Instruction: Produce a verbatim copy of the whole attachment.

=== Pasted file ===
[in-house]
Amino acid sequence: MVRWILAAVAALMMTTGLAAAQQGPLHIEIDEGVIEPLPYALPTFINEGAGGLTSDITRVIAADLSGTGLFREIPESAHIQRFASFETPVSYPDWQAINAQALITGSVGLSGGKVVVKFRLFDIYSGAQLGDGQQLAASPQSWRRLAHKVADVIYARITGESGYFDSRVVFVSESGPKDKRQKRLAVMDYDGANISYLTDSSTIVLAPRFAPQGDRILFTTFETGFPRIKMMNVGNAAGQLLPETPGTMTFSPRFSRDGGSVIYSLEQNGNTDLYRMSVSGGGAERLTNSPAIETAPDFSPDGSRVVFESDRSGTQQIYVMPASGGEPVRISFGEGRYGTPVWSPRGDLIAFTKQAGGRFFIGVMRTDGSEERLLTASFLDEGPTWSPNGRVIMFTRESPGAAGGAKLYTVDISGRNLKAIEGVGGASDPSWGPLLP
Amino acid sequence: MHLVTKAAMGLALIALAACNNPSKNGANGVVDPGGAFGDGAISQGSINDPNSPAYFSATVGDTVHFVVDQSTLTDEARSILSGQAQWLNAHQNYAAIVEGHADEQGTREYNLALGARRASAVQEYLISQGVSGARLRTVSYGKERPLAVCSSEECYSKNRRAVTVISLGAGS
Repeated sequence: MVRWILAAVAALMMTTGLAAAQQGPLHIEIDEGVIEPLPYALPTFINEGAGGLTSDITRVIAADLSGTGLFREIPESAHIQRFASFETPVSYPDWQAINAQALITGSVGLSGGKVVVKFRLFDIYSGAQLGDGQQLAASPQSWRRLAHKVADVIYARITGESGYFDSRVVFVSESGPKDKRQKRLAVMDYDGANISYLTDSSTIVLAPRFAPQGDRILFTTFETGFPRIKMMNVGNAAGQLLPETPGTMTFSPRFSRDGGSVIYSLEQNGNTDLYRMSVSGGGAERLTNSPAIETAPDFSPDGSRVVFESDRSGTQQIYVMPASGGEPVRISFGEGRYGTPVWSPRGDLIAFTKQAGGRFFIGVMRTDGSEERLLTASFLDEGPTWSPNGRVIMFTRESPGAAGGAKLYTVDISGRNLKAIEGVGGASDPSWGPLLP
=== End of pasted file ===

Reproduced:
[in-house]
Amino acid sequence: MVRWILAAVAALMMTTGLAAAQQGPLHIEIDEGVIEPLPYALPTFINEGAGGLTSDITRVIAADLSGTGLFREIPESAHIQRFASFETPVSYPDWQAINAQALITGSVGLSGGKVVVKFRLFDIYSGAQLGDGQQLAASPQSWRRLAHKVADVIYARITGESGYFDSRVVFVSESGPKDKRQKRLAVMDYDGANISYLTDSSTIVLAPRFAPQGDRILFTTFETGFPRIKMMNVGNAAGQLLPETPGTMTFSPRFSRDGGSVIYSLEQNGNTDLYRMSVSGGGAERLTNSPAIETAPDFSPDGSRVVFESDRSGTQQIYVMPASGGEPVRISFGEGRYGTPVWSPRGDLIAFTKQAGGRFFIGVMRTDGSEERLLTASFLDEGPTWSPNGRVIMFTRESPGAAGGAKLYTVDISGRNLKAIEGVGGASDPSWGPLLP
Amino acid sequence: MHLVTKAAMGLALIALAACNNPSKNGANGVVDPGGAFGDGAISQGSINDPNSPAYFSATVGDTVHFVVDQSTLTDEARSILSGQAQWLNAHQNYAAIVEGHADEQGTREYNLALGARRASAVQEYLISQGVSGARLRTVSYGKERPLAVCSSEECYSKNRRAVTVISLGAGS
Repeated sequence: MVRWILAAVAALMMTTGLAAAQQGPLHIEIDEGVIEPLPYALPTFINEGAGGLTSDITRVIAADLSGTGLFREIPESAHIQRFASFETPVSYPDWQAINAQALITGSVGLSGGKVVVKFRLFDIYSGAQLGDGQQLAASPQSWRRLAHKVADVIYARITGESGYFDSRVVFVSESGPKDKRQKRLAVMDYDGANISYLTDSSTIVLAPRFAPQGDRILFTTFETGFPRIKMMNVGNAAGQLLPETPGTMTFSPRFSRDGGSVIYSLEQNGNTDLYRMSVSGGGAERLTNSPAIETAPDFSPDGSRVVFESDRSGTQQIYVMPASGGEPVRISFGEGRYGTPVWSPRGDLIAFTKQAGGRFFIGVMRTDGSEERLLTASFLDEGPTWSPNGRVIMFTRESPGAAGGAKLYTVDISGRNLKAIEGVGGASDPSWGPLLP